Area Forecast Discussion
Issued by NWS Raleigh/Durham, NC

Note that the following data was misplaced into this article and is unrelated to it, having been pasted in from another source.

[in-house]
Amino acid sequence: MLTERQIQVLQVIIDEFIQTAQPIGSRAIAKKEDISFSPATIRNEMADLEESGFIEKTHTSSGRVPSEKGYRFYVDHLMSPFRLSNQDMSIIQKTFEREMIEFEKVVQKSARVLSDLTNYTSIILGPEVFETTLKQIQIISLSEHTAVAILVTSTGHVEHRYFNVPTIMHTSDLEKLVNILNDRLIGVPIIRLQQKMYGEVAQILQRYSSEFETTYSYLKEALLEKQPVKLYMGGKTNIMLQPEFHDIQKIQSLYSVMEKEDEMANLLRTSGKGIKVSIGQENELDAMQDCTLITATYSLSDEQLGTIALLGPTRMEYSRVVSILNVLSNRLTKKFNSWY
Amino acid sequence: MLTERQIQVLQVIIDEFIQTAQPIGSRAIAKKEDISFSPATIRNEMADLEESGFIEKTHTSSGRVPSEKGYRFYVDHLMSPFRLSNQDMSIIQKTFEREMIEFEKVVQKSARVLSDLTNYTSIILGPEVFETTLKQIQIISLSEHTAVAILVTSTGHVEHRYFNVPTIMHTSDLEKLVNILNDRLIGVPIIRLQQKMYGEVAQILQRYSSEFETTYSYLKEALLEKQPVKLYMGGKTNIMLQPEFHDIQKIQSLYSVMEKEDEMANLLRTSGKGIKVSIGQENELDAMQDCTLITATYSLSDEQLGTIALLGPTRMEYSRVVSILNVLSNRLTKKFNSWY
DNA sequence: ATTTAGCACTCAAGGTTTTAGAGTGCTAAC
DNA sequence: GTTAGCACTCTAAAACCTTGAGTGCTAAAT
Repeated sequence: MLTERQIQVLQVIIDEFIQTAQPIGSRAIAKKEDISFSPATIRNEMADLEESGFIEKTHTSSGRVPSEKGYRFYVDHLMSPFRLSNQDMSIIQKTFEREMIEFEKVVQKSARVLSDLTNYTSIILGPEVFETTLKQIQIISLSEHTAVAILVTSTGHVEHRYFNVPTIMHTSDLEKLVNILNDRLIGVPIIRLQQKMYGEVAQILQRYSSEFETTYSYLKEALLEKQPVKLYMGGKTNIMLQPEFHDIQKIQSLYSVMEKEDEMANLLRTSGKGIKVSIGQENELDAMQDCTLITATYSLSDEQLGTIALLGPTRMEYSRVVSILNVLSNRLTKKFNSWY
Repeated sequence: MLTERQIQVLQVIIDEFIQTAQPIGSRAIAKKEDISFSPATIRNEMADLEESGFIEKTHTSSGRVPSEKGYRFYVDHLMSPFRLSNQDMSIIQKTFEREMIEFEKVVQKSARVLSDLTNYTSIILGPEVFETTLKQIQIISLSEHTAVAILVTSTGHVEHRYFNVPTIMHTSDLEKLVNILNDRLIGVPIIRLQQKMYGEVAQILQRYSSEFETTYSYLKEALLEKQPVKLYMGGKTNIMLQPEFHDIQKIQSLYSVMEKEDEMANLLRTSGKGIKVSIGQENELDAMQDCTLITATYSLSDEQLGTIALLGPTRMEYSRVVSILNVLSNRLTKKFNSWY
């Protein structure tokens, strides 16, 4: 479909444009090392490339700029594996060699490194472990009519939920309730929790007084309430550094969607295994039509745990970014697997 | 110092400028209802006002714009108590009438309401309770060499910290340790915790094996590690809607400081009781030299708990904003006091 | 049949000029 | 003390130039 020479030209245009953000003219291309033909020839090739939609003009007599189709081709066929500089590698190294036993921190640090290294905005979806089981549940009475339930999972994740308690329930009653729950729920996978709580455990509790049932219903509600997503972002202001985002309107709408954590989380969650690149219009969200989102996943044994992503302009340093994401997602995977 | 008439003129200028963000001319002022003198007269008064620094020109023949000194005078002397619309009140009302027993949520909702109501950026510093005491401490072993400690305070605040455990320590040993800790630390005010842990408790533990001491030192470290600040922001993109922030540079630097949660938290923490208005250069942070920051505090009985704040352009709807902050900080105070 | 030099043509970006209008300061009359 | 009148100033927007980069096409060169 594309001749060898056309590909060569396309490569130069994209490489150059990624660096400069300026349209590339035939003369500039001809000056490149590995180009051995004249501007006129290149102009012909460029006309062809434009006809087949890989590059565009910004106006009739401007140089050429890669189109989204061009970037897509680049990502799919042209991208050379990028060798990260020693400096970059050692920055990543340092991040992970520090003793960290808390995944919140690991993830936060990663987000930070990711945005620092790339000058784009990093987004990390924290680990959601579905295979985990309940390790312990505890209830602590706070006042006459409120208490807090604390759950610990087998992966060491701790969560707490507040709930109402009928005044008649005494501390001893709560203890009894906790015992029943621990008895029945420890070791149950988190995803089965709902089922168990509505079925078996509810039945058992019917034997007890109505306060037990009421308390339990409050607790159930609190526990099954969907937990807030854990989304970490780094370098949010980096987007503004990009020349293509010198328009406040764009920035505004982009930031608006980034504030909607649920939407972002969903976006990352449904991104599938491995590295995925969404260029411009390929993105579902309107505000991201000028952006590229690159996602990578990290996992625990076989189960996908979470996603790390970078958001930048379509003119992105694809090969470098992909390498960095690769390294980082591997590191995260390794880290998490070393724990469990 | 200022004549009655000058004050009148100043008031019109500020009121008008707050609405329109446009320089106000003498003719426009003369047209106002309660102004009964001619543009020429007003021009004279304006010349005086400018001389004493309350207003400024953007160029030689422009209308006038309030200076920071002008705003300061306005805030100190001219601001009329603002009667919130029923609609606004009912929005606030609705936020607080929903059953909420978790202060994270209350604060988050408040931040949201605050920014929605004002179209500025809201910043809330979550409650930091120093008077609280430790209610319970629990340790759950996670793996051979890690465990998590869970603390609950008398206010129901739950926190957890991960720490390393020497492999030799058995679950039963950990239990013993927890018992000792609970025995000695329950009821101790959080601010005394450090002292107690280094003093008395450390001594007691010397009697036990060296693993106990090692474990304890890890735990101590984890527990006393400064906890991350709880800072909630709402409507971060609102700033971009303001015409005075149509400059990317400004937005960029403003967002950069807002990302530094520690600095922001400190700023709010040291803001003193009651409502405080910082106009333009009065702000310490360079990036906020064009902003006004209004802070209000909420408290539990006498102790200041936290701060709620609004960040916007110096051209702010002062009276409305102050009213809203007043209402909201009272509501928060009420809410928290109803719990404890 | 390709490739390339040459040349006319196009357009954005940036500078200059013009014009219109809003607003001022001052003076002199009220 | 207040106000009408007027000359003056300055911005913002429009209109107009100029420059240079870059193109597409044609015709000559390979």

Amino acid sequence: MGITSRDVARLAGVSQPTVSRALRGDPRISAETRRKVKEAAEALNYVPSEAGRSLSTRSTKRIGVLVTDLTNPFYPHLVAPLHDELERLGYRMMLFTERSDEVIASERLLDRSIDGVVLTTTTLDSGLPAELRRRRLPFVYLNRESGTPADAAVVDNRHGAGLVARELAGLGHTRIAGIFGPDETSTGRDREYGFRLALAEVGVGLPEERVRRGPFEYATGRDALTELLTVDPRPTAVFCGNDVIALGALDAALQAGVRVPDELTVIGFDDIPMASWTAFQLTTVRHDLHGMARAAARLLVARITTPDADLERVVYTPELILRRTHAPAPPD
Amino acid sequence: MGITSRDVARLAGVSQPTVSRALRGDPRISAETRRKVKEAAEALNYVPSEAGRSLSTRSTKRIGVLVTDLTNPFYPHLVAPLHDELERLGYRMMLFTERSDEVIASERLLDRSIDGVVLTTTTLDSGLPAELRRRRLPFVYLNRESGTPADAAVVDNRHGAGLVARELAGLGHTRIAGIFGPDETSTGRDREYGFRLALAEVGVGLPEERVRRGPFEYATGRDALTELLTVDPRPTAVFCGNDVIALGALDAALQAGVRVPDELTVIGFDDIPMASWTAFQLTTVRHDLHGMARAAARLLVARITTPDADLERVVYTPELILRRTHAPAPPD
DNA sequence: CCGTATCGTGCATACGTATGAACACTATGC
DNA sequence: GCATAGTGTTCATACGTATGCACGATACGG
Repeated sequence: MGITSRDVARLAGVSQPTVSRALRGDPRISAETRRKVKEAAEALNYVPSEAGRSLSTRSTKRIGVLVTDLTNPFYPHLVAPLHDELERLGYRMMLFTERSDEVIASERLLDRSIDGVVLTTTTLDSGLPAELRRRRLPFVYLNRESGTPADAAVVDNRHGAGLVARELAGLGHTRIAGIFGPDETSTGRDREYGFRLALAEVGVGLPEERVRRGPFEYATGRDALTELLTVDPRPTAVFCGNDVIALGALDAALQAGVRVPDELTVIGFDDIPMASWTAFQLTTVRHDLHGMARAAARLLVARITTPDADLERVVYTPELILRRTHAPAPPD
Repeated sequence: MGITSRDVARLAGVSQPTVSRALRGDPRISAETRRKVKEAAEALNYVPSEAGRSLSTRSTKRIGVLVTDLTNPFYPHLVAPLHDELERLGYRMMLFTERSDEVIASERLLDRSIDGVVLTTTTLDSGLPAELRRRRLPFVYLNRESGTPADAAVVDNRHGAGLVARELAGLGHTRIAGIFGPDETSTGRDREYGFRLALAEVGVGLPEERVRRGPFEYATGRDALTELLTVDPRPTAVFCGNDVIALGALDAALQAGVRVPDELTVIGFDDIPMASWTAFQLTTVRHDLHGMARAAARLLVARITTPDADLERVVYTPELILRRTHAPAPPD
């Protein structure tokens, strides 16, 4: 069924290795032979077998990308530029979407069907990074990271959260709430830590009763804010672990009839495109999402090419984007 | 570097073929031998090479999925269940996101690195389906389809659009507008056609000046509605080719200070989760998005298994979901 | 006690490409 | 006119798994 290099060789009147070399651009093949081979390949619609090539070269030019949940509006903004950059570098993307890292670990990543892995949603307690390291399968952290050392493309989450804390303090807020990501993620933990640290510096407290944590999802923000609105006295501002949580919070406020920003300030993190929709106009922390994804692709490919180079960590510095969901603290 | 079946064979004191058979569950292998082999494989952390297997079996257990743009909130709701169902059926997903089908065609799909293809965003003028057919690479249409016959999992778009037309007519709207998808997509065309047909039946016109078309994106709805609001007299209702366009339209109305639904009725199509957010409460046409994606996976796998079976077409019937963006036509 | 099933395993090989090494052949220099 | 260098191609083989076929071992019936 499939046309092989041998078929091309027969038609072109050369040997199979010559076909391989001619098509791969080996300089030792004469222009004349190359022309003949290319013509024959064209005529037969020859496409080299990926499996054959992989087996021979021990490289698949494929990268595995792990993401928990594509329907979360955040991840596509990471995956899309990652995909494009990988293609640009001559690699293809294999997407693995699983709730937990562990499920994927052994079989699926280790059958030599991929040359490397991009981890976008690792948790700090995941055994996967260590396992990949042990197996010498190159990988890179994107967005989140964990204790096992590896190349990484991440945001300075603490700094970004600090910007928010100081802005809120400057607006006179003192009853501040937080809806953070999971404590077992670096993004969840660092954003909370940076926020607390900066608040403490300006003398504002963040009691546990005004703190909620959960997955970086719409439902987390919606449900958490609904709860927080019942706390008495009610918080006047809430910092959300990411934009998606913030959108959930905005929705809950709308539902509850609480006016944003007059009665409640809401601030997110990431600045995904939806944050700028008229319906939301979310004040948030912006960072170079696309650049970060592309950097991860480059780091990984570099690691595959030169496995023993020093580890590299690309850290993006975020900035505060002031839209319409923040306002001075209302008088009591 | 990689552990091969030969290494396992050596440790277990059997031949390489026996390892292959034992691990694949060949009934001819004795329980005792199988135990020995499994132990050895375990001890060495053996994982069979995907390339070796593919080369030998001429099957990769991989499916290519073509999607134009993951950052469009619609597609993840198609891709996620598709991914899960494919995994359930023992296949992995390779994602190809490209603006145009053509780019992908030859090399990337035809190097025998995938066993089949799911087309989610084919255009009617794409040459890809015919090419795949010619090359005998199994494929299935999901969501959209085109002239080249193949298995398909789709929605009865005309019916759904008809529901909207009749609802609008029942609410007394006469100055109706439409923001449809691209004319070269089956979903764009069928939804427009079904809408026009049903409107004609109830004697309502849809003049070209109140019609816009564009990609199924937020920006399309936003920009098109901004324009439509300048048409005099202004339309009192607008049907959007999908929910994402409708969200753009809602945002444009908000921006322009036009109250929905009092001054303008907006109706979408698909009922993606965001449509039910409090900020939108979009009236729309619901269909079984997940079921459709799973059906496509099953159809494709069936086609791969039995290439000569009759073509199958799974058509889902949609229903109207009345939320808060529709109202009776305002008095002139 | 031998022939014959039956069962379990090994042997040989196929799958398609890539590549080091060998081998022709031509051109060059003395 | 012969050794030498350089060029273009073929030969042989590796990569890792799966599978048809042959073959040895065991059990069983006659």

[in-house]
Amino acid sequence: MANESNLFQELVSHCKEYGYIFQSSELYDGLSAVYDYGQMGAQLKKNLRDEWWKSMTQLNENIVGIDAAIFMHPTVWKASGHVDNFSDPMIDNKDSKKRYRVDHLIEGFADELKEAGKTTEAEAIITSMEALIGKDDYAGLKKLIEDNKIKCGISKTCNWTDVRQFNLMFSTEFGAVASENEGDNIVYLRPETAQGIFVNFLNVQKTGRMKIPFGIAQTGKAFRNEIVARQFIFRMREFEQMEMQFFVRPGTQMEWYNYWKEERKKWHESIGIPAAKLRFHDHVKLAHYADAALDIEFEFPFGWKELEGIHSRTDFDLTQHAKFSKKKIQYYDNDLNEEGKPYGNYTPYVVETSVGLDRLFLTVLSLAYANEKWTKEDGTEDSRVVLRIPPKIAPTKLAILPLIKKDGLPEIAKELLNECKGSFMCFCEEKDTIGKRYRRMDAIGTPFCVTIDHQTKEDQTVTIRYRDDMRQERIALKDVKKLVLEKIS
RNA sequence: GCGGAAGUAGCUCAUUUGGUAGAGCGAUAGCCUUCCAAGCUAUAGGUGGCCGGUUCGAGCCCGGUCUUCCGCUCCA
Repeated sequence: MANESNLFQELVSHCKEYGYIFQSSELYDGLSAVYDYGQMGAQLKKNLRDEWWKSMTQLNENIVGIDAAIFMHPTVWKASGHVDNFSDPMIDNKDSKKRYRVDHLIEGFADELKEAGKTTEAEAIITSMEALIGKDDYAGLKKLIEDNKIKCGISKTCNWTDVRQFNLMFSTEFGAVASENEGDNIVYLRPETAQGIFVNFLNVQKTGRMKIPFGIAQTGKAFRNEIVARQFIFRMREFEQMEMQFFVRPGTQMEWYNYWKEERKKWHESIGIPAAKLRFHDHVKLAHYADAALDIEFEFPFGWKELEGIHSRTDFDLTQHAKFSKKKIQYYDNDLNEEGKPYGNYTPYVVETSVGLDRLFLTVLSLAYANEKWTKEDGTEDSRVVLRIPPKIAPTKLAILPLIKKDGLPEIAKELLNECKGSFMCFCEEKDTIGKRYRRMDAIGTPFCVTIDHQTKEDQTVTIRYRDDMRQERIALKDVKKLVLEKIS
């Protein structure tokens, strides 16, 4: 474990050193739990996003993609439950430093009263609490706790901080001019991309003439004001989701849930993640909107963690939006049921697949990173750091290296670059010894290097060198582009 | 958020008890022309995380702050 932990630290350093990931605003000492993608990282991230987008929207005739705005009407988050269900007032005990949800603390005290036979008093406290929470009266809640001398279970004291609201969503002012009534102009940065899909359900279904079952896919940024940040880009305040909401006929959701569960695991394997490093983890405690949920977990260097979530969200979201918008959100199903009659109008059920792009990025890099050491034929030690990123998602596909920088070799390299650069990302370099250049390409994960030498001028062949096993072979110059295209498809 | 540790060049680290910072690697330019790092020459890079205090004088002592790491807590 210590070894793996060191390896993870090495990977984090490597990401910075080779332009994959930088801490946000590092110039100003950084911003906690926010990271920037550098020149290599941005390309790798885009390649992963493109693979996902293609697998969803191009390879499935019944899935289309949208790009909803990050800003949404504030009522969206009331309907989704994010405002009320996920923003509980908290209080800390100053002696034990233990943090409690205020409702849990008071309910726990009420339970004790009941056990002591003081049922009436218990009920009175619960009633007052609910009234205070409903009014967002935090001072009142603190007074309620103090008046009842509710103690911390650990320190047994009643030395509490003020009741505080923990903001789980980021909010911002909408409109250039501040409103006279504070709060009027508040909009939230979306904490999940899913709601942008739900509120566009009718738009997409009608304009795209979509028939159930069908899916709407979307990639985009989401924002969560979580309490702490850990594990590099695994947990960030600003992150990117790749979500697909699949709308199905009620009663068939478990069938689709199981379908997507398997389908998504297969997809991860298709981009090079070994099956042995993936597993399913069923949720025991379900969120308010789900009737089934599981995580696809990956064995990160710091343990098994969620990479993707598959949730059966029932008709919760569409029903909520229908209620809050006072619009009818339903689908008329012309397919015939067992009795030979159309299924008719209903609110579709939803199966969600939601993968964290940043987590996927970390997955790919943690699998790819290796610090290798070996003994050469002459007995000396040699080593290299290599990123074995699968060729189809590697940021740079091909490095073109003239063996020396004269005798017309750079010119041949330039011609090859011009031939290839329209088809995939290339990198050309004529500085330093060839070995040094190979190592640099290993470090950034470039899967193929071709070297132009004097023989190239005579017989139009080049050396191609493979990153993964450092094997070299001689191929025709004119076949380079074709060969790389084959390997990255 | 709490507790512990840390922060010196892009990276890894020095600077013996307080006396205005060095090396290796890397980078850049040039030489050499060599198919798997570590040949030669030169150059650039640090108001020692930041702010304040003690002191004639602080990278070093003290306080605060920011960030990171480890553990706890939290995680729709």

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000 FXUS62 KRAH 260729 AFDRAH Area Forecast Discussion National Weather Service Raleigh NC 325 AM EDT Tue Sep 26 2017 .SYNOPSIS... A narrow ridge of high pressure will remain centered over the Appalachians through Wed, while Hurricane Maria tracks northward, offshore the coast of the Carolinas. Meanwhile, a dry cold front will approach from the northwest, then cross NC late Thu and Thu night. && .NEAR TERM /THROUGH TONIGHT/... As of 930 PM Monday... High clouds streaking over NC, toward the NW off the top of Maria, will persist overnight. But more significant will be the low clouds, currently noted by observations and prelim/non-op GOES-16 imagery over the central and northern coastal area of NC. These are expected to push westward over central NC over the next several hours, bringing a trend to overcast skies over all but the far western CWA (western Piedmont) overnight. Spotty showers are currently located just east of the forecast area, and while a few of these may work into the coastal plain tonight, they would be isolated, very shallow, and unlikely to generate measurable precip. As such, will have just isolated sprinkles over the far east overnight. Using a blend of current trends and high res temp guidance, and factoring in the usual cooler spots of the last couple of nights (far western and northern Piedmont, which also will see fewer clouds and better radiational cooling), expect lows from the low 60s NW to around 70 SE. -GIH && .SHORT TERM /TUESDAY AND TUESDAY NIGHT/... As of 130 PM Monday... Maria is expected to slowly lift northward and remain a couple hundred miles off the NC coast. Thus, central NC will remain well west of the track of the hurricane. Most locations across the area will remain dry, with only a few light showers associated with some weakening outer bands possible Tuesday-Tuesday night across the far eastern Coastal Plain counties. The main impacts will be mostly cloudy to overcast skies and some breezy conditions, with gusts up to 30 mph mainly across the Coastal Plain and eastern Sandhills. High temps are expected to be in the lower to mid 80s and lows in the upper 60s to near 70. && .LONG TERM /THURSDAY THROUGH MONDAY/... As of 325 AM Monday... Thursday will be our final unseasonably warm day as Maria accelerates eastward and a dry cold front pushes south down the Atlantic coast. Highs Thursday will reach the mid and upper 80s, with some lower 90s possible along the southern tier of central NC. Strong cold air advection will be getting underway Thursday night as high pressure builds east across the Mid Atlantic. This high pressure will then surge south down the Atlantic seaboard over the weekend, with highs falling to mostly upper 70s on Friday, and even further to mostly the mid to upper 70s though Monday. Mins will similarly fall from 60 to 65 Friday morning to the low and mid 50s Saturday through Monday. && .AVIATION /06Z TUESDAY THROUGH SATURDAY/ As of 230 AM Tuesday... A shield of IFR-MVFR ceilings, in moist nely low level flow on the nwrn periphery of Hurricane Maria, will continue to edge wwd, and lower, through 14Z. They are expected to reach as far west as RDu and FAY by 09Z; and some may occur on at least a temporary basis around and especially just east of GSO after 12Z. The associated ceilings will then lift and scatter to VFR by this afternoon, though they may persist in the 2000-3000 ft range all day at RWI. The low clouds will then edge wwd once again tonight, in a similar fashion as right now, though they will likely not make it much farther wwd than RWI at that time. It will also become breezy with diurnal heating today, mainly at RWI/FAY/RDU, owing to the MSL pressure gradient between Maria and high pressure centered over the Appalachians. Lastly, an isolated shower will be possible this afternoon, mainly at RWI. Outlook: Any lingering IFR-MVFR ceilings Wed morning at ern TAF sites will quickly lift and scatter to VFR, as Maria accelerates ewd and loses influence (Ie. the flow will assume a drier nwly component), with a subsequent long stretch of mainly VFR conditions for the next several days. && .CLIMATE... Record high temperatures across central NC for September 27 and 28. RECORD MAX (9/27) RECORD MAX (9/28) RDU 94 / 1998 95 / 1998 GSO 90 / 2007 92 / 1939 FAY 94 / 1986 95 / 1933 && .RAH WATCHES/WARNINGS/ADVISORIES... None. $$ SYNOPSIS...MWS NEAR TERM...Hartfield SHORT TERM...BSD/Franklin LONG TERM...mlm AVIATION...MWS CLIMATE...RAH

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